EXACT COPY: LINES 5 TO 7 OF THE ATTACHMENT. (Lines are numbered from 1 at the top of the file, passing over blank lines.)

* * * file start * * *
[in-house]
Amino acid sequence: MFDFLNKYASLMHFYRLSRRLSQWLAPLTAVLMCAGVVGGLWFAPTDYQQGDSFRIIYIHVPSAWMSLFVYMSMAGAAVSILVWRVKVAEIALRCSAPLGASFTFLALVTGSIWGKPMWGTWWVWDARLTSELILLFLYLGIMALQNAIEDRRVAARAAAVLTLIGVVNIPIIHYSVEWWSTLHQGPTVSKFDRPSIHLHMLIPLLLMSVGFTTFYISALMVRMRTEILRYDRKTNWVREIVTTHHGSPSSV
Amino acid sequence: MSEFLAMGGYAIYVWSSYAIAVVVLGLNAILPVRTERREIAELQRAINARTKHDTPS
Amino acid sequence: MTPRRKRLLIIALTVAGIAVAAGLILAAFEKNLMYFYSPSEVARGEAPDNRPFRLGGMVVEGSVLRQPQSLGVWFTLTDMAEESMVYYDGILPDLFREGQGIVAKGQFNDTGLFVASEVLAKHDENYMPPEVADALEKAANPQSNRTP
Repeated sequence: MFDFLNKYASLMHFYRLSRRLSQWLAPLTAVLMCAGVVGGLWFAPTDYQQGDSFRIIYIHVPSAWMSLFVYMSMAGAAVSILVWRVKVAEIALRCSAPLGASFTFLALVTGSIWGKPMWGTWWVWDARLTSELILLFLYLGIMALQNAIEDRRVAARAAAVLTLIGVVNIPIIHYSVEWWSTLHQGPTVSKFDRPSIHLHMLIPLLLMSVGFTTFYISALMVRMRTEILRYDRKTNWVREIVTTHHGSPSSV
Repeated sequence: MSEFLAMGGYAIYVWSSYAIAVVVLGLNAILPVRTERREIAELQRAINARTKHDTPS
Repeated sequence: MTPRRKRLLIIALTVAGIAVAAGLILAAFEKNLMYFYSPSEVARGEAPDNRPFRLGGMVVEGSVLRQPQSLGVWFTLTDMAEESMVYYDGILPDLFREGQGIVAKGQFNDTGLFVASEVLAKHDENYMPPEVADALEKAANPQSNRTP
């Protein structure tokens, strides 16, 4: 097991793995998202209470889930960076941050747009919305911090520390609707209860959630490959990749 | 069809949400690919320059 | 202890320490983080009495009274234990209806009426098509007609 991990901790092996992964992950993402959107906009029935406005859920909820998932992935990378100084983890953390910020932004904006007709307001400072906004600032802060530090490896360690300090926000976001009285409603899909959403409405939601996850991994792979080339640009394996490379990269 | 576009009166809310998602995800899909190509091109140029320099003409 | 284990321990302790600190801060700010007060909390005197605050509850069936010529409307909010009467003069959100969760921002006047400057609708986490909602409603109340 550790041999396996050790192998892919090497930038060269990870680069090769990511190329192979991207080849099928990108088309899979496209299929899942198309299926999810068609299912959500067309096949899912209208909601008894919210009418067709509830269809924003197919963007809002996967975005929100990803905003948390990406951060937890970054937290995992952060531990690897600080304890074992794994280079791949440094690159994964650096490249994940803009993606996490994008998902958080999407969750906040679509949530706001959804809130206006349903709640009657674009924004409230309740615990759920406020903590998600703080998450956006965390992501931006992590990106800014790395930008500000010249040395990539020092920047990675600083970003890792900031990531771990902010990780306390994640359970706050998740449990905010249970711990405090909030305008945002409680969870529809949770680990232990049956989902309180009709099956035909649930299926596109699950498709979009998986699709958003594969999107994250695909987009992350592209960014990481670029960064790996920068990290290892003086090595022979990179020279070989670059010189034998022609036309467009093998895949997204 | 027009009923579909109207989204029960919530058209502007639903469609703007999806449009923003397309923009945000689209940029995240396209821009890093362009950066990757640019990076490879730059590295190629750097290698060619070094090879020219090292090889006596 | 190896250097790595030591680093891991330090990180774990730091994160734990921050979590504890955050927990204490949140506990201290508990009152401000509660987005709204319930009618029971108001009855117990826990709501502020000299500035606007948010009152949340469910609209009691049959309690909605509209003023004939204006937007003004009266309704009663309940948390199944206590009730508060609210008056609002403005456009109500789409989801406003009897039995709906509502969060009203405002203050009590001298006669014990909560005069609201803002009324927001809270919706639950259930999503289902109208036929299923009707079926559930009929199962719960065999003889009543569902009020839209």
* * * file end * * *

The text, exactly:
Repeated sequence: MFDFLNKYASLMHFYRLSRRLSQWLAPLTAVLMCAGVVGGLWFAPTDYQQGDSFRIIYIHVPSAWMSLFVYMSMAGAAVSILVWRVKVAEIALRCSAPLGASFTFLALVTGSIWGKPMWGTWWVWDARLTSELILLFLYLGIMALQNAIEDRRVAARAAAVLTLIGVVNIPIIHYSVEWWSTLHQGPTVSKFDRPSIHLHMLIPLLLMSVGFTTFYISALMVRMRTEILRYDRKTNWVREIVTTHHGSPSSV
Repeated sequence: MSEFLAMGGYAIYVWSSYAIAVVVLGLNAILPVRTERREIAELQRAINARTKHDTPS
Repeated sequence: MTPRRKRLLIIALTVAGIAVAAGLILAAFEKNLMYFYSPSEVARGEAPDNRPFRLGGMVVEGSVLRQPQSLGVWFTLTDMAEESMVYYDGILPDLFREGQGIVAKGQFNDTGLFVASEVLAKHDENYMPPEVADALEKAANPQSNRTP